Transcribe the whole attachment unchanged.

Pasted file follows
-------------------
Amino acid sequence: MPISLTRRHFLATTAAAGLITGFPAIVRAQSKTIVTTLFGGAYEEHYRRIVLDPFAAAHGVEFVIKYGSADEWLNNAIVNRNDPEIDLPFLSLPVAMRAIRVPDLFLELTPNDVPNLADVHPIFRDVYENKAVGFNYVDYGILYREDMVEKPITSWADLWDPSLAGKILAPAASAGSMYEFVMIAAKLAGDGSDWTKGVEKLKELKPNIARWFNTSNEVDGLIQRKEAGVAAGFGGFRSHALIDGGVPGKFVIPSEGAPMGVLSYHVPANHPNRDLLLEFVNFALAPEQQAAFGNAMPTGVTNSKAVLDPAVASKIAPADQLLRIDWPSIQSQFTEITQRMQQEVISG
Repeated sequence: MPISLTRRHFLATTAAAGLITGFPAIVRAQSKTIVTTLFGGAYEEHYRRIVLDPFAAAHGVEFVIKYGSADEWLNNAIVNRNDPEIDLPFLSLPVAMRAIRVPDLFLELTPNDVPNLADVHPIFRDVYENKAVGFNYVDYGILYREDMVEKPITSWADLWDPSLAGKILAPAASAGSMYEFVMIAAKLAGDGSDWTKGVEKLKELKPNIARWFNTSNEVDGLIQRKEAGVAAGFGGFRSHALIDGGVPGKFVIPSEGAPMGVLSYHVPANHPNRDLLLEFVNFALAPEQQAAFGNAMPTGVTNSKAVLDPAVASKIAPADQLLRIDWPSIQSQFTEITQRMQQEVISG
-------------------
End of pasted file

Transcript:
Amino acid sequence: MPISLTRRHFLATTAAAGLITGFPAIVRAQSKTIVTTLFGGAYEEHYRRIVLDPFAAAHGVEFVIKYGSADEWLNNAIVNRNDPEIDLPFLSLPVAMRAIRVPDLFLELTPNDVPNLADVHPIFRDVYENKAVGFNYVDYGILYREDMVEKPITSWADLWDPSLAGKILAPAASAGSMYEFVMIAAKLAGDGSDWTKGVEKLKELKPNIARWFNTSNEVDGLIQRKEAGVAAGFGGFRSHALIDGGVPGKFVIPSEGAPMGVLSYHVPANHPNRDLLLEFVNFALAPEQQAAFGNAMPTGVTNSKAVLDPAVASKIAPADQLLRIDWPSIQSQFTEITQRMQQEVISG
Repeated sequence: MPISLTRRHFLATTAAAGLITGFPAIVRAQSKTIVTTLFGGAYEEHYRRIVLDPFAAAHGVEFVIKYGSADEWLNNAIVNRNDPEIDLPFLSLPVAMRAIRVPDLFLELTPNDVPNLADVHPIFRDVYENKAVGFNYVDYGILYREDMVEKPITSWADLWDPSLAGKILAPAASAGSMYEFVMIAAKLAGDGSDWTKGVEKLKELKPNIARWFNTSNEVDGLIQRKEAGVAAGFGGFRSHALIDGGVPGKFVIPSEGAPMGVLSYHVPANHPNRDLLLEFVNFALAPEQQAAFGNAMPTGVTNSKAVLDPAVASKIAPADQLLRIDWPSIQSQFTEITQRMQQEVISG